I recently left a job where I had a decent-size 401(k). I am in the process of rolling this into an IRA account with a broker. I separately have an IRA account that I put $2,000, after tax, in annually. I am keeping them separate, since one is pretax money and the other is not.

In my new job, I will not have a 401(k). Can I now contribute $2,000 to an IRA pretax? If so, should I put that money into the IRA with the 401(k) funds or set up a third IRA? Do I have any options besides these that I am not aware of? I am now very confused with what had been pretty straightforward rules. Help! -- Paul Mahoney

Paul,

You're not alone. As a matter of fact, 40% of all working Americans expect to change jobs in the next two years, according to Bill Arnone, national director of employment financial education services at

Ernst & Young

. So moving 401(k) plans is a huge anxiety these days.

If your 401(k) balance is at least $5,000, then by law you can leave the account with your former employer's plan provider, says Dee Lee, a certified financial planner and co-author of

The Complete Idiot's Guide to 401(k) Plans

. But rolling the balance into an IRA, like you're doing, may be a better option. An IRA offers you more flexibility and investment opportunities. But those are your only two options to avoid getting smacked with a big tax bill.

You can have as many IRAs as you want. Keeping them all with one broker or mutual fund company will limit the amount of paperwork you receive. So if you decide to go with, say,

Fidelity

or

Schwab

, you'd get one statement that details all your IRAs. Just make sure you aren't paying excess management fees, reminds Arnone.

"I've got one account with four different IRAs," says Lee. In your case, you'd have three: one with your 401(k) money, one with your after-tax contributions and a new one with your new pretax contributions. Just note: The maximum you can contribute annually to all of your IRAs is $2,000.

You definitely want to keep your rollover 401(k) money in a separate IRA. Remember, you've contributed to that account with pretax dollars, so you haven't paid tax on that money yet. In your after-tax IRA, while you've already paid tax on the contributions, you haven't paid tax on the earnings. If you mix all that money together,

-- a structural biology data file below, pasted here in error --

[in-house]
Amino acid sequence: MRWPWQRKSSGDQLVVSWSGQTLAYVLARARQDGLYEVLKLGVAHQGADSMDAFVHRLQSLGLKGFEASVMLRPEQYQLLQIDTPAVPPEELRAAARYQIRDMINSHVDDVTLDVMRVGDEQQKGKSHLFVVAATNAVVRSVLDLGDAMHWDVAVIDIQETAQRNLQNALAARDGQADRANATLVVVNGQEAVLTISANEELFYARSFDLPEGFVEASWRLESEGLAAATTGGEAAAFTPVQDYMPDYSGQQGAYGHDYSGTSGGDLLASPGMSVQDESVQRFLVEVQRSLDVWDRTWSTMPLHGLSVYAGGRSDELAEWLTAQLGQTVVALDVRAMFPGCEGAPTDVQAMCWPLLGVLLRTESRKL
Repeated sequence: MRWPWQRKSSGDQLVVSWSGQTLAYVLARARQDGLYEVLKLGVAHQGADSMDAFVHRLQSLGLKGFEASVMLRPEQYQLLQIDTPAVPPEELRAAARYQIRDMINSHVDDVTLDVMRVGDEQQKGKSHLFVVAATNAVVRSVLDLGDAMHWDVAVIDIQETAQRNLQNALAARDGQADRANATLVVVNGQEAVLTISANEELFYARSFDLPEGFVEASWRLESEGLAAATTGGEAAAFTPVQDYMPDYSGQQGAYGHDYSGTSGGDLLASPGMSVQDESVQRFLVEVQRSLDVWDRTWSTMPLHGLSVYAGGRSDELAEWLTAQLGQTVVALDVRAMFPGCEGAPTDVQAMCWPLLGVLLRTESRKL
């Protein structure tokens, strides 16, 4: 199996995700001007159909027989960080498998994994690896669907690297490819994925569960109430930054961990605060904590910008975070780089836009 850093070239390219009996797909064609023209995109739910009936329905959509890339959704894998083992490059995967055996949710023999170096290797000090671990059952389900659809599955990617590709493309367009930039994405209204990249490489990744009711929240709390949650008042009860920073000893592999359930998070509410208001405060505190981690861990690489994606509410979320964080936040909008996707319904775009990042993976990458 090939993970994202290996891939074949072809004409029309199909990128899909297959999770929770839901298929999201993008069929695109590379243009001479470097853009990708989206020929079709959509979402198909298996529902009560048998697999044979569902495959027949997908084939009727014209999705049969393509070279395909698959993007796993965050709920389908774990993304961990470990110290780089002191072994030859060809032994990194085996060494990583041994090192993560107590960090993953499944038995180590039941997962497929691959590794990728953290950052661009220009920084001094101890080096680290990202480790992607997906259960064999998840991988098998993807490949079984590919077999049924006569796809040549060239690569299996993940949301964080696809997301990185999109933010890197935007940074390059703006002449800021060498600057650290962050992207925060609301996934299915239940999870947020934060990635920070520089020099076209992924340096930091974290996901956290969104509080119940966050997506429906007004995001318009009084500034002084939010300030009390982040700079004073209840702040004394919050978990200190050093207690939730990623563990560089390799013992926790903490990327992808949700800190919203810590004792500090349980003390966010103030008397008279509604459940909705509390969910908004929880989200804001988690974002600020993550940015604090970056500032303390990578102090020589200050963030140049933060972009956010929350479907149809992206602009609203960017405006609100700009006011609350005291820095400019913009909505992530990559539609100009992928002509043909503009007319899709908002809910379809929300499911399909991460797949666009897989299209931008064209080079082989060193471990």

Uncle Sam

will never be able to tell what's taxable and what's not. So you may end up paying tax on all of it.

IRA vs. 401(k)

With your 401(k) money in a separate IRA, you can roll it into another 401(k) plan if you eventually find a job that has one.

But don't assume that you must get that money back into another 401(k). "I'm a big advocate for putting the money in an IRA and not rolling into another plan," says Lee.

The two big perks to a 401(k) are creditor protection and the ability to borrow. In many states, a creditor can come after your IRA, but not your 401(k), reminds Lee. And a 401(k) allows you to borrow a percentage of the account for first-time home purchases and extreme hardships (e.g., your home burnt down).

"Other than that, the IRA gives more choices," Lee says.

On the investment front, especially. Where your 401(k) choices are limited to what the plan offers, your IRA can invest in anything -- stocks, bonds, mutual funds, options and certain U.S. gold coins, according to the tax rules. Your IRA cannot invest in collectibles, like paintings or rugs. Be aware that many brokers won't allow risky investments, like options trading, in an IRA for liability reasons. So you have to find a broker who's willing to allow it, if that's your gig.

On the estate-planning front, with an IRA you can elect anyone as your beneficiary. With a 401(k), it automatically is assumed to be your spouse. You would need your spouse's signature to request a different beneficiary.

You are required to start taking distributions from your IRAs at age 70 1/2. With multiple IRAs, you can select which IRA you want to start depleting.

Even better, if your adjusted gross income -- line 34 of your

Form 1040 -

U.S. Individual Income Tax Return

-- does not exceed $100,000, you can roll your IRA money into a Roth IRA, the popular investment vehicle Congress created in 1998. You will owe ordinary income tax on any pretax contributions and earnings when you convert to the Roth. But once the Roth account is open for five years and you hit age 59 1/2, you can withdraw the money tax and penalty free.

Watch for Leakage

Regardless of whether you roll the money to a new 401(k) plan or an IRA, your biggest concern should be "leakage." That's an industry term for the price employees pay for switching jobs, says Arnone. Sometimes when people switch jobs, they stop contributing for a few pay periods, due to payroll issues or lack of enrollment windows. But be proactive here. Don't let one paycheck go by without continuing to put money aside for your retirement.

It's the difference between eating canned tuna or fresh salmon in your retirement, says Lee.

The choice is yours.

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